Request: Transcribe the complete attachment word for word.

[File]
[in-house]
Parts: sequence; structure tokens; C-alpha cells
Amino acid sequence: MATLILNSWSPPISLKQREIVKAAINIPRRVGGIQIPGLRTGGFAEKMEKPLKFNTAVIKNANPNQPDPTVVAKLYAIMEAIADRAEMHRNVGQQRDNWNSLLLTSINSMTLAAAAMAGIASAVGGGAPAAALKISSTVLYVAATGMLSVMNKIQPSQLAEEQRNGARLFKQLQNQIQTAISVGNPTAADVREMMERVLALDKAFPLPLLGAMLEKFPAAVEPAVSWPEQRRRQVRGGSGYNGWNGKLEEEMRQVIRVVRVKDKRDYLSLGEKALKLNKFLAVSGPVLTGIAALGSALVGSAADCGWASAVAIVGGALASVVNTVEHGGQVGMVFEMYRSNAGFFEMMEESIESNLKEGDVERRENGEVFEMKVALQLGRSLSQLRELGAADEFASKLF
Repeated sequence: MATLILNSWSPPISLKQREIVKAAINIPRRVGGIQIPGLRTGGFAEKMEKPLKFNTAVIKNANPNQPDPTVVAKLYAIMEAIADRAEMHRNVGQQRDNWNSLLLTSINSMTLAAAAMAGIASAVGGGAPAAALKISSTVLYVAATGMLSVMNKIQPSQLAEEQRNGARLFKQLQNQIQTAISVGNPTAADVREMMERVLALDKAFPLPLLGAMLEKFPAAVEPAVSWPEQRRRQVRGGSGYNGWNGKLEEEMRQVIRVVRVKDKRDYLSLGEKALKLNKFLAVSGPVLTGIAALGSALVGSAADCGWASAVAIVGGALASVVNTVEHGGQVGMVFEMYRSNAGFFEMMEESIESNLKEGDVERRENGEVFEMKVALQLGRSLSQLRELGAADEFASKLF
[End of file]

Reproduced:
[in-house]
Parts: sequence; structure tokens; C-alpha cells
Amino acid sequence: MATLILNSWSPPISLKQREIVKAAINIPRRVGGIQIPGLRTGGFAEKMEKPLKFNTAVIKNANPNQPDPTVVAKLYAIMEAIADRAEMHRNVGQQRDNWNSLLLTSINSMTLAAAAMAGIASAVGGGAPAAALKISSTVLYVAATGMLSVMNKIQPSQLAEEQRNGARLFKQLQNQIQTAISVGNPTAADVREMMERVLALDKAFPLPLLGAMLEKFPAAVEPAVSWPEQRRRQVRGGSGYNGWNGKLEEEMRQVIRVVRVKDKRDYLSLGEKALKLNKFLAVSGPVLTGIAALGSALVGSAADCGWASAVAIVGGALASVVNTVEHGGQVGMVFEMYRSNAGFFEMMEESIESNLKEGDVERRENGEVFEMKVALQLGRSLSQLRELGAADEFASKLF
Repeated sequence: MATLILNSWSPPISLKQREIVKAAINIPRRVGGIQIPGLRTGGFAEKMEKPLKFNTAVIKNANPNQPDPTVVAKLYAIMEAIADRAEMHRNVGQQRDNWNSLLLTSINSMTLAAAAMAGIASAVGGGAPAAALKISSTVLYVAATGMLSVMNKIQPSQLAEEQRNGARLFKQLQNQIQTAISVGNPTAADVREMMERVLALDKAFPLPLLGAMLEKFPAAVEPAVSWPEQRRRQVRGGSGYNGWNGKLEEEMRQVIRVVRVKDKRDYLSLGEKALKLNKFLAVSGPVLTGIAALGSALVGSAADCGWASAVAIVGGALASVVNTVEHGGQVGMVFEMYRSNAGFFEMMEESIESNLKEGDVERRENGEVFEMKVALQLGRSLSQLRELGAADEFASKLF